The quest to understand what causes Alzheimer’s disease — and to treat it — is complicated by the disease’s long, slow progression and the difficulty of collecting brain tissue samples. But in a large-scale analysis published June 21 in the journal Neuron, researchers at the Icahn School of Medicine at Mount Sinai use data from three different brain banks to suggest that human herpesviruses are more abundant in the brains of Alzheimer’s patients and may play a role in regulatory genetic networks that are believed to lead to the disease. This work lends support to the controversial hypothesis that viruses are involved in Alzheimer’s disease and offers potential new paths for treatment.
“The title of the talk that I usually give is, ‘I Went Looking for Drug Targets and All I Found Were These Lousy Viruses.’ We didn’t set out to find what we found. Not even close. We were trying to find drugs that could be repurposed to treat Alzheimer’s patients, but the patterns that emerged from our data-driven analysis all pointed towards these viral biology themes,” says co-senior author and geneticist Joel Dudley. who is also a member of the ASU-Banner Neurodegenerative Disease Research Center.
The researchers analyzed data from three major brain banks courtesy of the National Institutes of Health’s Accelerating Medicines Partnership — Alzheimer’s Disease (AMP-AD) consortium, which allowed them to look at raw genomic data for large numbers of Alzheimer’s patients in different cohorts. They constructed, mapped, and compared regulatory gene networks in areas of the brain known to be affected by Alzheimer’s on multiple levels, looking at DNA, RNA, and proteins.
“This kind of analysis was only possible because the consortium had coordinated for all of these other groups to put their sequencing data in the AMP-AD Knowledge Portal in a precompetitive environment that let us very quickly replicate our work across all these different cohorts. We needed access to sequences that are usually discarded in the course of studying the human genome. We needed to search for sequences from hundreds of different viruses, so having access to that raw, unprocessed data was absolutely key,” says first author Ben Readhead.
They found that human herpesvirus DNA and RNA were more abundant in the brains of those diagnosed postmortem with Alzheimer’s disease and that abundance correlated with clinical dementia scores. And the two viruses they found to be most strongly associated with Alzheimer’s, HHV-6A and HHV-7, were not as abundant in the brains of those with other neurodegenerative disorders. When they constructed networks that modeled how the viral genes and human genes interacted, they were able to show that the viral genes were regulating and being regulated by the human genes — and that genes associated with increased Alzheimer’s risk were impacted.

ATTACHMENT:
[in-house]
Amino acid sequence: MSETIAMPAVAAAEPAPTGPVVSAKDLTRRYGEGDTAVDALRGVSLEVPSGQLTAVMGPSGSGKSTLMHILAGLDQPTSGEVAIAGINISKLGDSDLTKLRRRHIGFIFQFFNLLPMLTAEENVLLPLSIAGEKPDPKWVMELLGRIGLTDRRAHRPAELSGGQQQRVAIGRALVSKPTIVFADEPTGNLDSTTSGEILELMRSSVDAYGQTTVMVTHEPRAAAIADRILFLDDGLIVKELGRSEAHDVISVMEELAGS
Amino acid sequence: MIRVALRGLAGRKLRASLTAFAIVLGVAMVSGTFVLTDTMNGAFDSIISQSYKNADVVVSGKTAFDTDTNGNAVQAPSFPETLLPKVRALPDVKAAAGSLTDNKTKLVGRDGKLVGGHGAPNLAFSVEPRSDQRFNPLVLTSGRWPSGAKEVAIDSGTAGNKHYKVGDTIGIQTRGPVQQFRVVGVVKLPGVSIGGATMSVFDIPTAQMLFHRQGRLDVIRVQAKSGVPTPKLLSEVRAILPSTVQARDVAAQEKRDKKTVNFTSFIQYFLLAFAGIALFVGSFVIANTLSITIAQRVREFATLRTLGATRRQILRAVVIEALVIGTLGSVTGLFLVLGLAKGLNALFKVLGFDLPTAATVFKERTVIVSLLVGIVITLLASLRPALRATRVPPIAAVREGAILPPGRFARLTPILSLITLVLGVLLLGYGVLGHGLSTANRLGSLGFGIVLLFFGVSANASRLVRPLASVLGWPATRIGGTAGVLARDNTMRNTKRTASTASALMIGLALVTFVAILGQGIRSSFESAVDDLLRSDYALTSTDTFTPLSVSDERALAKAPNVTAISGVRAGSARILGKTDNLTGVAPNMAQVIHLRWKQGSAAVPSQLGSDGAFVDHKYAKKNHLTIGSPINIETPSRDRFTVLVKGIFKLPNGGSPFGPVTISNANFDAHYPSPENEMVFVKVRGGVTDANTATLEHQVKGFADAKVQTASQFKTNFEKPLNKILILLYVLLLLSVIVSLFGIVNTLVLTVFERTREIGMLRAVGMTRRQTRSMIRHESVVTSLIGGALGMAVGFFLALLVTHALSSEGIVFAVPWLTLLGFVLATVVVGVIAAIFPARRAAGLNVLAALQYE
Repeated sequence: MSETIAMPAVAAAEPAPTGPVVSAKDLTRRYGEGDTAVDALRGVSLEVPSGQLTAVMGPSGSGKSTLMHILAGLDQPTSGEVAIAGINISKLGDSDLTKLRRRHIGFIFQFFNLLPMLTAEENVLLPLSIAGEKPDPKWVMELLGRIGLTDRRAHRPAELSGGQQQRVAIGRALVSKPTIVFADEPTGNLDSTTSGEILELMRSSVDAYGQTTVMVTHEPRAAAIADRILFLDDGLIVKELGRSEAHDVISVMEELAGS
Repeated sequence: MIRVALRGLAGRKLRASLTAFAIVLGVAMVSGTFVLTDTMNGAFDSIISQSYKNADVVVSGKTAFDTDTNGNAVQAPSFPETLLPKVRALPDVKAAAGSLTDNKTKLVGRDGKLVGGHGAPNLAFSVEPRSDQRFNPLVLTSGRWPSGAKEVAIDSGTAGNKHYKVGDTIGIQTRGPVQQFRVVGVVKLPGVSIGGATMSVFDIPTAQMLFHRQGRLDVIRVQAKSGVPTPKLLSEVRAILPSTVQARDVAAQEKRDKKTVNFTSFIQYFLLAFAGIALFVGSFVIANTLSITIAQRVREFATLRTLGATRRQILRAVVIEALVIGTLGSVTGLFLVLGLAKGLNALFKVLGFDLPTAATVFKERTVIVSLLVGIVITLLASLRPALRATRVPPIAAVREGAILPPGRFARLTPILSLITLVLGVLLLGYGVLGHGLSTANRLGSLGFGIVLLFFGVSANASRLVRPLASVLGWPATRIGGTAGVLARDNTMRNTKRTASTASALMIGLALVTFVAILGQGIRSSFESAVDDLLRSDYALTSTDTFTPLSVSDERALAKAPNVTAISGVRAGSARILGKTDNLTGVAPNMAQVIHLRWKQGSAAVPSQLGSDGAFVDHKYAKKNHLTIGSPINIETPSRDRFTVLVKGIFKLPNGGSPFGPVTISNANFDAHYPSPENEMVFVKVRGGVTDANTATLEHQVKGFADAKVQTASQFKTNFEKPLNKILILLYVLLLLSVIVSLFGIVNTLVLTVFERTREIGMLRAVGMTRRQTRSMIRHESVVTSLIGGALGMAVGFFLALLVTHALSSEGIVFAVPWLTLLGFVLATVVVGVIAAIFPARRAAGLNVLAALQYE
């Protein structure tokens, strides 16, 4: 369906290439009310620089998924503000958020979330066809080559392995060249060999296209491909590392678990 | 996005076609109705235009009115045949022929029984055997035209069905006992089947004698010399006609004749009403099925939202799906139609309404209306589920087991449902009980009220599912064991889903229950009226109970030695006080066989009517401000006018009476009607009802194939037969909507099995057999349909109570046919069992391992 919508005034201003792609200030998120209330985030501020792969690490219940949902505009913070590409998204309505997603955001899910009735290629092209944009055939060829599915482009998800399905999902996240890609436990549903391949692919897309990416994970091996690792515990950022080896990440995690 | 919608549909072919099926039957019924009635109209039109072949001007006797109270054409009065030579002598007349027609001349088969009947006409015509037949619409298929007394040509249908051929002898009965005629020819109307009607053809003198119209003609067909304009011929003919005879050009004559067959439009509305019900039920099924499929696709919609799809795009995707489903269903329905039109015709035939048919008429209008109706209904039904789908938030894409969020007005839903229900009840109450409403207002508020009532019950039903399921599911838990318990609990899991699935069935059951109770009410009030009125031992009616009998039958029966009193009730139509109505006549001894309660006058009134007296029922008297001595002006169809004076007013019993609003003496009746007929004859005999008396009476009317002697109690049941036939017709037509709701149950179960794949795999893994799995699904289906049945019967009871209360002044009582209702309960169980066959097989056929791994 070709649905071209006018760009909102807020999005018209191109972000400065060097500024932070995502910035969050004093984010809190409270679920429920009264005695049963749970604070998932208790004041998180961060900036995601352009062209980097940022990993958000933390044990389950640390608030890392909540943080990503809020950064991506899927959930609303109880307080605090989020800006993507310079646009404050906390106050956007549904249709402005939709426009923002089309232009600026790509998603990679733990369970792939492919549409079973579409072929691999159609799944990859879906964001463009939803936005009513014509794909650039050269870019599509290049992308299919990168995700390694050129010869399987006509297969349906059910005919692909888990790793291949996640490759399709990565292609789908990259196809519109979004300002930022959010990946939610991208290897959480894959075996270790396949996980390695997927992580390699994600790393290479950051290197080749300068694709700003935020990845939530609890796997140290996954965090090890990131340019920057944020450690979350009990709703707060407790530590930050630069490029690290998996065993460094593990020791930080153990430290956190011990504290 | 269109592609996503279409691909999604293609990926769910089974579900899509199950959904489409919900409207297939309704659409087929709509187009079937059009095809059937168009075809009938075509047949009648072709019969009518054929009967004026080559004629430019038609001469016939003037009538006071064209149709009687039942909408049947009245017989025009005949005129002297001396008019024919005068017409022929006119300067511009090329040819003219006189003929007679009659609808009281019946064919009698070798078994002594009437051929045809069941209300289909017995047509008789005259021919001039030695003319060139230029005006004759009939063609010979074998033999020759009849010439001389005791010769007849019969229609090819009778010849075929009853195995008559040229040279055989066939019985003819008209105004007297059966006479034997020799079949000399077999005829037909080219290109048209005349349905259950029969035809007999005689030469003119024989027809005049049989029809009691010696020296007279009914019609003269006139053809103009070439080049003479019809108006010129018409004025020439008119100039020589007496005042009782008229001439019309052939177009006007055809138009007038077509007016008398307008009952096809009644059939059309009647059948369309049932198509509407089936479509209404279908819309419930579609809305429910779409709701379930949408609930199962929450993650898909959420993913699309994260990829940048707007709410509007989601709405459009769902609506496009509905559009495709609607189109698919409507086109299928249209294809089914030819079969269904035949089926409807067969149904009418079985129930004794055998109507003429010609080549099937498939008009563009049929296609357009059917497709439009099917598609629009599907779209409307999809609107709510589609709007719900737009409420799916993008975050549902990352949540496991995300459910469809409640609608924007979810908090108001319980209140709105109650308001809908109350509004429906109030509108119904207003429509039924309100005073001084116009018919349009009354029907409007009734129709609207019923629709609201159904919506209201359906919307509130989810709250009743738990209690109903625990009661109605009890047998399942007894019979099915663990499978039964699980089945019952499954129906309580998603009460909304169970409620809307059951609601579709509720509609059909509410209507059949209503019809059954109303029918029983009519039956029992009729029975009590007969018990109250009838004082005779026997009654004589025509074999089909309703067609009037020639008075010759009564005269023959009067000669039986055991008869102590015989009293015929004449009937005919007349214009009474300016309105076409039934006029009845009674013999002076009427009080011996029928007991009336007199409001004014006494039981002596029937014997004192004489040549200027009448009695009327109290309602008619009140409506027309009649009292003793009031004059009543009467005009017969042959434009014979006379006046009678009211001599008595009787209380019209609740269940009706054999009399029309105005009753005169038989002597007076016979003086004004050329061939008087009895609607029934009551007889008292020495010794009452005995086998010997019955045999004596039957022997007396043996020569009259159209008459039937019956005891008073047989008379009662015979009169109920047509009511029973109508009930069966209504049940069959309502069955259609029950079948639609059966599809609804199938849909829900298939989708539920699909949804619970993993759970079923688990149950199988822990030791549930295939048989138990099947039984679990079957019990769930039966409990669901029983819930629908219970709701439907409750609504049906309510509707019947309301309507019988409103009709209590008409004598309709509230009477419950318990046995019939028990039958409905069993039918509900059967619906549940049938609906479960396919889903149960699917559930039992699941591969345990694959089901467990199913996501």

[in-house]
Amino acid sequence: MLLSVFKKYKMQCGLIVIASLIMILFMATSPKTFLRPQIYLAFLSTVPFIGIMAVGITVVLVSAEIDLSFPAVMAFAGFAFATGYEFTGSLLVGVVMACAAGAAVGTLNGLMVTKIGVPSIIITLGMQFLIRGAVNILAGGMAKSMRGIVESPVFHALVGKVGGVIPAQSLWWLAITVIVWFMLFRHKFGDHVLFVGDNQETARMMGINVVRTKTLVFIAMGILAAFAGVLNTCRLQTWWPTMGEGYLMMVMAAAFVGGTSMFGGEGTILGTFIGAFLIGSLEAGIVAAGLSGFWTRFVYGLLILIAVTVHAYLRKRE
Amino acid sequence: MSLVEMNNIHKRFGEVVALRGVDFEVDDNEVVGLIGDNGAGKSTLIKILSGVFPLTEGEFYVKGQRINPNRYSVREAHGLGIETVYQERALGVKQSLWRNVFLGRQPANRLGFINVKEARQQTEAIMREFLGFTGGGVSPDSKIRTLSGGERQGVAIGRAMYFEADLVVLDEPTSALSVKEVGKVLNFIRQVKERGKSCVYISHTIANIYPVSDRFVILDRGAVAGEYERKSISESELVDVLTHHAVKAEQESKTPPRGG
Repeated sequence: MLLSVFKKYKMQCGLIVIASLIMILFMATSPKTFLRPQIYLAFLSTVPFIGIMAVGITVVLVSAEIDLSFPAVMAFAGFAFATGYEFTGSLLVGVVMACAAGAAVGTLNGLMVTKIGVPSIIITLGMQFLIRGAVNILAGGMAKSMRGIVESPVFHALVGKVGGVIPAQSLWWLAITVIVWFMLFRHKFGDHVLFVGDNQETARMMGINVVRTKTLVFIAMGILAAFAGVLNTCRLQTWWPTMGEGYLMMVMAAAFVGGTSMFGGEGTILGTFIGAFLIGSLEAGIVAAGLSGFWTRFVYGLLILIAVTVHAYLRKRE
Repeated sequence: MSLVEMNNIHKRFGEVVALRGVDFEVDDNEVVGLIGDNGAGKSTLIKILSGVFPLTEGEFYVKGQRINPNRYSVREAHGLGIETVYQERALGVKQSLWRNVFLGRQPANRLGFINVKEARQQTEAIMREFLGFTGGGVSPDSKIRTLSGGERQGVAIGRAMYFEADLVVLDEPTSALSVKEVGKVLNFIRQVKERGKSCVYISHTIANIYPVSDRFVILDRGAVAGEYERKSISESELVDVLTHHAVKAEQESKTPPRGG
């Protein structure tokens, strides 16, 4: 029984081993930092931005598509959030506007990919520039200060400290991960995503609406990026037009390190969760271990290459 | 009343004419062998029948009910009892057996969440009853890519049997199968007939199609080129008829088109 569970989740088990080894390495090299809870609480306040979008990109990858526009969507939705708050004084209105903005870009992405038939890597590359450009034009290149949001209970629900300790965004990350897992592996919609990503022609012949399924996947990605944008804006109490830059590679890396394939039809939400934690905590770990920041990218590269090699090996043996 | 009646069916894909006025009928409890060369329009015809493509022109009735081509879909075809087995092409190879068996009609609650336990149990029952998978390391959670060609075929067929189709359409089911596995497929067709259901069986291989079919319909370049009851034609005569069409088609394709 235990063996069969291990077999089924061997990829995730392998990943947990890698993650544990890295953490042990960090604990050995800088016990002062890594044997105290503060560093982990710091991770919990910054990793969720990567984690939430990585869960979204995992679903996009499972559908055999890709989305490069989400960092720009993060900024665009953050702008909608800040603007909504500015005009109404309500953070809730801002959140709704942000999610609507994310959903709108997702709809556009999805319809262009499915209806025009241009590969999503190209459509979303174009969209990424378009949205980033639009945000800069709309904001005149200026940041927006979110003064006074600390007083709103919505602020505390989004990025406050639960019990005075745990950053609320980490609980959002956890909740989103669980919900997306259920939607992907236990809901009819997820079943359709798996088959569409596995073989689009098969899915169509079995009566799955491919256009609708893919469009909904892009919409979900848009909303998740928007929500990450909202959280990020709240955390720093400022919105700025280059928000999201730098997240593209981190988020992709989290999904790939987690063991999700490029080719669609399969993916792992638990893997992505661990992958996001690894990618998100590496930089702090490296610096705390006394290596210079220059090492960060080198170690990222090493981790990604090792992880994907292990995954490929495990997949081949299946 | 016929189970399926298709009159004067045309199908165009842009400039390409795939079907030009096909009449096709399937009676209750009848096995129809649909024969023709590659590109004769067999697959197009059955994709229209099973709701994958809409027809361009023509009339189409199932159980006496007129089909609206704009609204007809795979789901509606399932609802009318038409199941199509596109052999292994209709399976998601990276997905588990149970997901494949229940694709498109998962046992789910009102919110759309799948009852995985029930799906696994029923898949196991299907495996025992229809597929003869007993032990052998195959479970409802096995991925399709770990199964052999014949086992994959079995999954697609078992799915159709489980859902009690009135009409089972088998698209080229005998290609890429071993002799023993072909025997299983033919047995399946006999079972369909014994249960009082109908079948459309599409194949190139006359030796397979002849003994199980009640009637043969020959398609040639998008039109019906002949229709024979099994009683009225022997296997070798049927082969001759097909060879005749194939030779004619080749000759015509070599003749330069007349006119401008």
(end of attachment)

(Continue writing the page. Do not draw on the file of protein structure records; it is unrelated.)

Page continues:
“Previous studies of viruses and Alzheimer’s have always been very correlative. But we were able to do statistical causal inference testing and more sophisticated analysis, which allowed us to identify how the viruses are directly interacting with or coregulating or being regulated by Alzheimer’s genes. I don’t think we can answer whether herpesviruses are a primary cause of Alzheimer’s disease. But what’s clear is that they’re perturbing networks and participating in networks that directly accelerate the brain towards the Alzheimer’s topology,” says Dudley.
The researchers believe that their findings align with other current research in the Alzheimer’s field on the role of innate immunity in the disease, particularly recent findings that beta-amyloid protein — the culprit behind the plaques that build up in the Alzheimer’s-affected brain — may accumulate as part of a defense against infections. In their study, they found that herpesviruses were involved in networks that regulate amyloid precursor proteins.
They argue, however, that their work shouldn’t make anyone worried. “While these findings do potentially open the door for new treatment options to explore in a disease where we’ve had hundreds of failed trials, they don’t change anything that we know about the risk and susceptibility of Alzheimer’s disease or our ability to treat it today,” says co-senior author and Alzheimer’s disease specialist Sam Gandy.
This is especially true because HHV-6A and HHV-7 are extremely common and often latent or asymptomatic: in North America, almost 90% of children have one of these viruses circulating in their blood by the time they’re a few years old. “There are still a lot of unanswered questions around how we go from being able to detect it circulating in someone’s blood to knowing whether it’s active in a state that might be relevant to Alzheimer’s disease,” says Readhead.
But even if questions remain, this research offers strong support for a long-controversial hypothesis that viruses might be involved in the development of Alzheimer’s disease. “We didn’t have a horse in this virus race whatsoever. It’s the data that took us there. And now, not only is the viral hypothesis resurrected: it has specific testable pathways and networks and interactions that can be explored and reconciled with the rest of the work emerging in Alzheimer’s,” says Dudley.
“All these Alzheimer’s brains in these separate, major brain banks have previously unsuspected substantial populations of herpesvirus genomes and that deserves an explanation wherever it falls in the pathogenesis. It doesn’t deserve to just be brushed away,” says Gandy.
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